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Inside The Fiscal Cliff Budget Compromise Bill: Tax Cuts and Tax Hikes

The budget compromise bill that is meant to allow the U.S. government to avoid higher tax rates and austere budget cuts has tax rates as its central issue, with discussions about more spending cuts, and the federal debt limit, put off until the coming weeks.

Now that NPR and other organizations have had some time to look at the compromise, we can list some of the proposed effects contained in the Senate bill that the House began considering Tuesday. This list isn't exhaustive — we're including links to other analysis below. But here's some of what the proposed deal would do:

  • Extend tax cuts for income below $450,000 (couples) and $400,000 (single filers)
  • Above those thresholds, raise the income tax rate from 35 percent to 39.6 percent, while capital gains and dividends rates go to 20 percent, from 15.
  • Begin a two-month delay on the automatic $109 billion cuts to defense and non-defense spending.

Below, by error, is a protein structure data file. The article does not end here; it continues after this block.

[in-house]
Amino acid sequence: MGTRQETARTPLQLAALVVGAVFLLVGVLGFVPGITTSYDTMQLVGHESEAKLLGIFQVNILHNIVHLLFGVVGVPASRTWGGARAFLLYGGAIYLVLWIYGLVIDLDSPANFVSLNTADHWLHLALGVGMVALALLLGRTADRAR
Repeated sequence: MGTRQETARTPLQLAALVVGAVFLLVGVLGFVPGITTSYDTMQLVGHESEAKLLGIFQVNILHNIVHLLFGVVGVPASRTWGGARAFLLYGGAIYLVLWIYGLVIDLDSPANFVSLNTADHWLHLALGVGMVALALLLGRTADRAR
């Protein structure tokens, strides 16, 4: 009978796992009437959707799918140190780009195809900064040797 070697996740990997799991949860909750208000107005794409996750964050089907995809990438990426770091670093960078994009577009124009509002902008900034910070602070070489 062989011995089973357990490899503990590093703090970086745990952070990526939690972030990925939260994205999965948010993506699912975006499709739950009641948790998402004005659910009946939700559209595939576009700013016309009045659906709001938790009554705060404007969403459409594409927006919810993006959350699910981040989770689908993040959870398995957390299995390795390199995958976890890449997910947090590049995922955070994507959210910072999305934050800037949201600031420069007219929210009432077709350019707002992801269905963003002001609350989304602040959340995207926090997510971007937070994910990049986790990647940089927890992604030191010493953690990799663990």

• Extend and alter the tax credit for businesses' research and development.
  • Patch the Alternative Minimum Tax to make annual fixes unnecessary for 10 years.
  • Raise the highest rate on estate taxes to 40 percent, while keeping the current $5 million per person exemption.
  • Extend federal benefits for long-term unemployed Americans by one year.
  • Extends the child tax credit, as well as the child and dependent care credit, depending on income.
  • Allow more conversions to Roth IRAs (which would bring in revenue, as it requires tax payments up front).
  • Extend the farm bill for a year (avoiding the "milk cliff" crisis).
  • Bring back limits on personal exemptions and some itemized deductions, for incomes of $300,000 (households) and $250,000 (singles).
  • Postpone a planned 27 percent cut to Medicare payments to doctors.
  • You can review the nonpartisan Joint Committee On Taxation report of the Senate bill online, in PDF form. For more of a boiled-down look at the costs and savings — and, we warn you, all comparisons depend upon which set of projections you use for a base level — the bipartisan Committee for a Responsible Federal Budget has a handy chart.

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    Bill Chappell is a writer and editor on the News Desk in the heart of NPR's newsroom in Washington, D.C.